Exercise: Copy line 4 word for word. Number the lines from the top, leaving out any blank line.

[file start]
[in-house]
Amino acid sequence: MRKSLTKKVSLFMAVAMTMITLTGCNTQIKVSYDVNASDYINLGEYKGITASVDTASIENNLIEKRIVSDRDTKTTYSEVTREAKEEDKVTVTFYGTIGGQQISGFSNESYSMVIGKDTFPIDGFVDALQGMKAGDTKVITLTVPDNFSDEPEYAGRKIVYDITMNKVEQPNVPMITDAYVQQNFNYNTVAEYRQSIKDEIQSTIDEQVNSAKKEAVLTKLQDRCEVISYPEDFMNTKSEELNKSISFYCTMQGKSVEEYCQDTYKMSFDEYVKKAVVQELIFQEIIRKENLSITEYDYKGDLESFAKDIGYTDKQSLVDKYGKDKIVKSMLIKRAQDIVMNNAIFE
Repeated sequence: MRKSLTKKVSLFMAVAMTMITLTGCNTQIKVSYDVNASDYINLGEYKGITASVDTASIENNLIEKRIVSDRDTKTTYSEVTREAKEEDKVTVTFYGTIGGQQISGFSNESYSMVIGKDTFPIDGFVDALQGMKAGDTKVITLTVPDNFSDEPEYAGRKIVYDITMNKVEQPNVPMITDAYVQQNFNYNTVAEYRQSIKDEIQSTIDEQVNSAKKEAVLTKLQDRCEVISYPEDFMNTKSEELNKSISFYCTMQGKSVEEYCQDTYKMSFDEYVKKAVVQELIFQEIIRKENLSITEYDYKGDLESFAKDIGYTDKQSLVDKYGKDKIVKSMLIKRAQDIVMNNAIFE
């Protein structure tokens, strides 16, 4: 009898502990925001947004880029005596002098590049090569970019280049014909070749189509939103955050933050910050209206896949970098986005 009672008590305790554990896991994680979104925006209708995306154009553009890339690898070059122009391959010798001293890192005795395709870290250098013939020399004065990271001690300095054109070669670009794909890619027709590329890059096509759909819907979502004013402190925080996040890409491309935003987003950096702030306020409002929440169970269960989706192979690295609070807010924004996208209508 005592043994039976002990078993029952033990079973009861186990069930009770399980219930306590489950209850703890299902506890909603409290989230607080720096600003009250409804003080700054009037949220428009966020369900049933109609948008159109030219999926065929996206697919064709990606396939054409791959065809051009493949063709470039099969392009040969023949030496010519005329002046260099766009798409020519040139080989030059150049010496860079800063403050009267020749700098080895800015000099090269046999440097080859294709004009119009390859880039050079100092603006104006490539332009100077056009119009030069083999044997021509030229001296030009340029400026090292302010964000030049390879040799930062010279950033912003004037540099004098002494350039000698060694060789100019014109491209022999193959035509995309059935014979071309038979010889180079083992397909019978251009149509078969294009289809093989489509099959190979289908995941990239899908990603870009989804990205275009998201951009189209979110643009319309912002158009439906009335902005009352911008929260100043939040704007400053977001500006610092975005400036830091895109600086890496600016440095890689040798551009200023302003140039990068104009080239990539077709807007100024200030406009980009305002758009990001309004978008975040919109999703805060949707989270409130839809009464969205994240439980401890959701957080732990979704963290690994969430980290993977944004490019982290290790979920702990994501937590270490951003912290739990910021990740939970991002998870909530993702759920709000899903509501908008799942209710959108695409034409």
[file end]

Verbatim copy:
């Protein structure tokens, strides 16, 4: 009898502990925001947004880029005596002098590049090569970019280049014909070749189509939103955050933050910050209206896949970098986005 009672008590305790554990896991994680979104925006209708995306154009553009890339690898070059122009391959010798001293890192005795395709870290250098013939020399004065990271001690300095054109070669670009794909890619027709590329890059096509759909819907979502004013402190925080996040890409491309935003987003950096702030306020409002929440169970269960989706192979690295609070807010924004996208209508 005592043994039976002990078993029952033990079973009861186990069930009770399980219930306590489950209850703890299902506890909603409290989230607080720096600003009250409804003080700054009037949220428009966020369900049933109609948008159109030219999926065929996206697919064709990606396939054409791959065809051009493949063709470039099969392009040969023949030496010519005329002046260099766009798409020519040139080989030059150049010496860079800063403050009267020749700098080895800015000099090269046999440097080859294709004009119009390859880039050079100092603006104006490539332009100077056009119009030069083999044997021509030229001296030009340029400026090292302010964000030049390879040799930062010279950033912003004037540099004098002494350039000698060694060789100019014109491209022999193959035509995309059935014979071309038979010889180079083992397909019978251009149509078969294009289809093989489509099959190979289908995941990239899908990603870009989804990205275009998201951009189209979110643009319309912002158009439906009335902005009352911008929260100043939040704007400053977001500006610092975005400036830091895109600086890496600016440095890689040798551009200023302003140039990068104009080239990539077709807007100024200030406009980009305002758009990001309004978008975040919109999703805060949707989270409130839809009464969205994240439980401890959701957080732990979704963290690994969430980290993977944004490019982290290790979920702990994501937590270490951003912290739990910021990740939970991002998870909530993702759920709000899903509501908008799942209710959108695409034409």